Tuesday, December 28, 2010

The Angel-Human Continuum: The Nuvian Theory of Existential Continuity

Yes, this is a bit off-Montessori, but I couldn't resist posting--at the suggestion of one of our more dedicated lurkers--about Nuvy's Angel-Human life cycle theory, hereafter referred to as NTEC (the Nuvian Theory of Existential Continuity)

According to NTEC, human entities exist at all times as either Angel or Human.  Which form is the ground state has not, at the time of writing, been identified.  Angel-form populations and Human-form populations intersect at critical periods of life, called "birth" and "death". 

"Birth," according to NTEC, is defined as the transition from Angel form to Human form.  This transition occurs at a specific point in time (the time of birth), and space (the vagina--she is quite specific on the anatomical point-- of the human mother).  No mention has yet been made of Caesarian births, but these can be easily assumed.  All human beings are angels until they pass through the mother's body (at the specified point), and become human. 

"Death," similarly, is defined as the transtion from Human form to Angel form.   The leaving transition, viewed as it is from the human perspective, seems more variable than birth, but she readily allows that, on the angel side, the appearance may be similarly skewed to regular entry, followed by varied circumstances of exit.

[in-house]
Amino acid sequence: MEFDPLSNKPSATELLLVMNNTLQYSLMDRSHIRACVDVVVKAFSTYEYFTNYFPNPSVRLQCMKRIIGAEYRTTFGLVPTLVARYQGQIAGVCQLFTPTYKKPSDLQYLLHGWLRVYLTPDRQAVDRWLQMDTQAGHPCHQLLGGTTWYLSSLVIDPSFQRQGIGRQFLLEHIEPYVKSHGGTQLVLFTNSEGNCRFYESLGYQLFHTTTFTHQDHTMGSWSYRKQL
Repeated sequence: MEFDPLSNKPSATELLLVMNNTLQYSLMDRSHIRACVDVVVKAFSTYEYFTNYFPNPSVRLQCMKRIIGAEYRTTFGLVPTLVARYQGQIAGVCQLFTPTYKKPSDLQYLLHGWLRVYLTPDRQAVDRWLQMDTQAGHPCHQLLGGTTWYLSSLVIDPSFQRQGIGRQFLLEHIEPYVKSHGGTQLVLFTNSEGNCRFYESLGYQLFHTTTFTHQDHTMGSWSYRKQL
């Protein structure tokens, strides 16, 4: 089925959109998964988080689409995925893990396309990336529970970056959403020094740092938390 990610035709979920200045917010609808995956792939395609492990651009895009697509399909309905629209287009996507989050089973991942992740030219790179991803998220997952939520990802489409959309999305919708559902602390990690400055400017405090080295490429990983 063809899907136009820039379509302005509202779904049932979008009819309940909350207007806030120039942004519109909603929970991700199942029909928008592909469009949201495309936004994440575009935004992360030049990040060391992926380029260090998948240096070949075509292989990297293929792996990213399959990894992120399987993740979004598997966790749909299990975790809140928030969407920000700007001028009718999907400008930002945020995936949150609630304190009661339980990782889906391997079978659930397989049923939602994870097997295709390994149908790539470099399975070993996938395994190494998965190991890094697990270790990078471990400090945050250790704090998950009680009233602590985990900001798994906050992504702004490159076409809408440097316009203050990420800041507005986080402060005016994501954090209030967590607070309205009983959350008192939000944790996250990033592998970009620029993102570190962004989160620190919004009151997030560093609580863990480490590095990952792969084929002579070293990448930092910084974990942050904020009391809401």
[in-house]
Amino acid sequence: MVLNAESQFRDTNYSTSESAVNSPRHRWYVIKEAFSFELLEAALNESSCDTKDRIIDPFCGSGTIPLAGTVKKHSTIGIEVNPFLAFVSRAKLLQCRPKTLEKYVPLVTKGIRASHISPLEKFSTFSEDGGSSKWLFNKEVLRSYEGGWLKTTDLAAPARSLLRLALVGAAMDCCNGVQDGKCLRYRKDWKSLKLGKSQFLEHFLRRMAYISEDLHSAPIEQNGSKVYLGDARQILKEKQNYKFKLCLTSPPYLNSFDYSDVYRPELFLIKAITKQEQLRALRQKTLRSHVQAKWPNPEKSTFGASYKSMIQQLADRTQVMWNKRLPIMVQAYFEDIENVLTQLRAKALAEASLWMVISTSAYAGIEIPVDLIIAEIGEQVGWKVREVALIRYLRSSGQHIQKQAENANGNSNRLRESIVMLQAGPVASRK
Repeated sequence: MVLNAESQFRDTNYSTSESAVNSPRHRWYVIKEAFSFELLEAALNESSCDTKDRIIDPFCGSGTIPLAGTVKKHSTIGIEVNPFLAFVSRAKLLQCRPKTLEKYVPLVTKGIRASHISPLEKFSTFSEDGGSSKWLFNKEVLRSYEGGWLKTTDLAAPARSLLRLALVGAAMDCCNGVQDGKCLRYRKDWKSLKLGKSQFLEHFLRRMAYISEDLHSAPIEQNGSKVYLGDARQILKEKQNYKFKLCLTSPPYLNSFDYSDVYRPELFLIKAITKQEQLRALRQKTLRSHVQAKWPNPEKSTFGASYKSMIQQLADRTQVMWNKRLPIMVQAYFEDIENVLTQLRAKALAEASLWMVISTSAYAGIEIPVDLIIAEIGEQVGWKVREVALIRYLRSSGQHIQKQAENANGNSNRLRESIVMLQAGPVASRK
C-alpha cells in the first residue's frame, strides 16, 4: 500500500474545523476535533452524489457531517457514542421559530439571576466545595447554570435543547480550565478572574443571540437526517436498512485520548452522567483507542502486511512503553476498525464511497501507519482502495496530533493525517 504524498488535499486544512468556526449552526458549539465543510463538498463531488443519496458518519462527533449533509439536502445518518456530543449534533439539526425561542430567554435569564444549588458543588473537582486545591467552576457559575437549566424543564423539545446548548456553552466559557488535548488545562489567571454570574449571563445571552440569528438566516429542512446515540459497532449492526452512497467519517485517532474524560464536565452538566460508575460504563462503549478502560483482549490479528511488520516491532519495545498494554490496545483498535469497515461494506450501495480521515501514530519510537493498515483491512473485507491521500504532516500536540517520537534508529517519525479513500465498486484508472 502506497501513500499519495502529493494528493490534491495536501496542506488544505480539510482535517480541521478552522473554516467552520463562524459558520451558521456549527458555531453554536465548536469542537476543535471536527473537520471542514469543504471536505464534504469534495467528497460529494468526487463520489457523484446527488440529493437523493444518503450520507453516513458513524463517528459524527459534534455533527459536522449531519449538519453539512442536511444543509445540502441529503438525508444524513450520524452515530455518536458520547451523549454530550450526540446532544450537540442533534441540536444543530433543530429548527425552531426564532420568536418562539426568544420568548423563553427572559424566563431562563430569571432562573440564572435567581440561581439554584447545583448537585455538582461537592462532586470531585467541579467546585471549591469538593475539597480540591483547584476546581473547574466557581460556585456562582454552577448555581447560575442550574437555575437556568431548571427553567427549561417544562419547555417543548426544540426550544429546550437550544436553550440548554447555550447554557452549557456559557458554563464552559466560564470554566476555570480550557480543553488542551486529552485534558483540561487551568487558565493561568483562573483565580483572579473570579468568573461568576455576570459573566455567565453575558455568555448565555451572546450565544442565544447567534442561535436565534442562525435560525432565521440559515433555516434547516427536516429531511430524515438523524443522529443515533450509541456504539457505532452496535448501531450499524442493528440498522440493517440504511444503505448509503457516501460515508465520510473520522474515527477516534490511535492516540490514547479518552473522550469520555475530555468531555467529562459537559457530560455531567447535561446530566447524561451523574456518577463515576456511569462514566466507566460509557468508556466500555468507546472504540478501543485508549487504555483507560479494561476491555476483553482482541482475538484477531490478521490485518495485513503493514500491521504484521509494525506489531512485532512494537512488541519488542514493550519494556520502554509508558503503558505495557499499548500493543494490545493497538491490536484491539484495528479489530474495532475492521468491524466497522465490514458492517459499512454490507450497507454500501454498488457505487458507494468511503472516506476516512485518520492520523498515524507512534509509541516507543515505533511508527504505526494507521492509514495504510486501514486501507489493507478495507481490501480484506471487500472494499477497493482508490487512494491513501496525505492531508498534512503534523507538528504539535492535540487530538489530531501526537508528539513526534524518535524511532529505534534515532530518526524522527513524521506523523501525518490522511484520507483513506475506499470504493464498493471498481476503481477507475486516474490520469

Hazards to the family unit have been identified during transition, so that it is imperative that all angel-form family members remain in close contact post-death, to ensure that timely births maintain the family structure.  Provisions must also be made for the house and personal effects of the dead (angels), to ensure that those effects are not misappropriated to other living humans during the absence (angelhood) of the family.  This is of the utmost importance if family continuity is to be achieved.

It is of further interest that angels must be carefully differentiated from fairies (small, humanoid creatures that exist in the human geometry but just outside the spatial-temporal plane of humanity).  This is important to note as there may be, at times (often at the edges of sleep, or in shadowed doorways), angel-human or fairy-human proximity sufficient to produce sensory phenomena.   Angels and fairies are easily differentiated, even with relatively little training, by wing structure.  Angels are possessed of feathered wings, much like those of a bird, which are sufficiently sturdy to support flight in normal-human-sized organisms.  Fairies, on the other hand, have membranous wings more like those of an insect.  The obvious physical limitations of such wings may point us to reasons for their small stature.

The duration and experiential specifics of the angel-form phase remain opaque, and will perhaps be the subject of future discussions.  There was also something in there about diamonds, and a persistent interest in Van Eyck's depictions of angels.  Perhaps for another post.

Monday, December 27, 2010

Mat Sat! Sam Sat!: What to do with Bob Books

Nuvy Sat.  Nuvy read Bob books.  Mom and Dad Sat And Tapped.
 Why are Bob books so awfully dull?
When the first Bob book came home, I was reminded of all the parents who didn't understand how we use Bob books at school.  They would say "why did you send this one home?  She can read this one already!  Please send home a new book for us to work on."